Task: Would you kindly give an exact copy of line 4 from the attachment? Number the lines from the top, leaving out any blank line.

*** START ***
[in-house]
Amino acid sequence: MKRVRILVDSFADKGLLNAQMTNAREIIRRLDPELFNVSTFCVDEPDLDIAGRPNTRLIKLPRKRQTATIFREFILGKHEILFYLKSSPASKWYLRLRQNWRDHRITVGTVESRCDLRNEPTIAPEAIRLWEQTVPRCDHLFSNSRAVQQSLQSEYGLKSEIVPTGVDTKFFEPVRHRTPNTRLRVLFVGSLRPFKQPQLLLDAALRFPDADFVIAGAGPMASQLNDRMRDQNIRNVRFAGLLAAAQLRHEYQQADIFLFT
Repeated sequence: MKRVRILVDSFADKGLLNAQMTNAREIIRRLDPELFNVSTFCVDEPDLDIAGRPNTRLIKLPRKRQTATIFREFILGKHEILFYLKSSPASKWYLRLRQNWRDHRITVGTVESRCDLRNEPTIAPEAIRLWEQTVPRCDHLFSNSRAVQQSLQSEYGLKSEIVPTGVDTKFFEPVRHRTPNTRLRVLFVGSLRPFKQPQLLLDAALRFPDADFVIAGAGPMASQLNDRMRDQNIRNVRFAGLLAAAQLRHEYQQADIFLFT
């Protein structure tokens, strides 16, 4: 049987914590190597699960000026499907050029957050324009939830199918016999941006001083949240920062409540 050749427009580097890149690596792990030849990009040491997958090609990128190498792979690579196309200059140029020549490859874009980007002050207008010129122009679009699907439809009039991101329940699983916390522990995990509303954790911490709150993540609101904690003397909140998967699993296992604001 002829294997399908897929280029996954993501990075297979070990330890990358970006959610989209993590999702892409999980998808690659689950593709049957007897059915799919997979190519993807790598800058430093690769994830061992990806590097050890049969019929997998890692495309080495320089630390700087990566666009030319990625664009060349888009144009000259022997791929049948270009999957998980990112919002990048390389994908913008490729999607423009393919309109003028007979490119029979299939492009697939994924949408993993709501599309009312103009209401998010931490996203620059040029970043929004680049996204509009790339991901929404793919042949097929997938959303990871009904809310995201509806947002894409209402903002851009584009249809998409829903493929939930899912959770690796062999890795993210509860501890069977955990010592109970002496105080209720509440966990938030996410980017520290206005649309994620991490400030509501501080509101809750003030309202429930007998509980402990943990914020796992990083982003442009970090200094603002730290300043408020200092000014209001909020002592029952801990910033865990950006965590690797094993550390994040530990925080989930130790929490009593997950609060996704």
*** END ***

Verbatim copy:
């Protein structure tokens, strides 16, 4: 049987914590190597699960000026499907050029957050324009939830199918016999941006001083949240920062409540 050749427009580097890149690596792990030849990009040491997958090609990128190498792979690579196309200059140029020549490859874009980007002050207008010129122009679009699907439809009039991101329940699983916390522990995990509303954790911490709150993540609101904690003397909140998967699993296992604001 002829294997399908897929280029996954993501990075297979070990330890990358970006959610989209993590999702892409999980998808690659689950593709049957007897059915799919997979190519993807790598800058430093690769994830061992990806590097050890049969019929997998890692495309080495320089630390700087990566666009030319990625664009060349888009144009000259022997791929049948270009999957998980990112919002990048390389994908913008490729999607423009393919309109003028007979490119029979299939492009697939994924949408993993709501599309009312103009209401998010931490996203620059040029970043929004680049996204509009790339991901929404793919042949097929997938959303990871009904809310995201509806947002894409209402903002851009584009249809998409829903493929939930899912959770690796062999890795993210509860501890069977955990010592109970002496105080209720509440966990938030996410980017520290206005649309994620991490400030509501501080509101809750003030309202429930007998509980402990943990914020796992990083982003442009970090200094603002730290300043408020200092000014209001909020002592029952801990910033865990950006965590690797094993550390994040530990925080989930130790929490009593997950609060996704």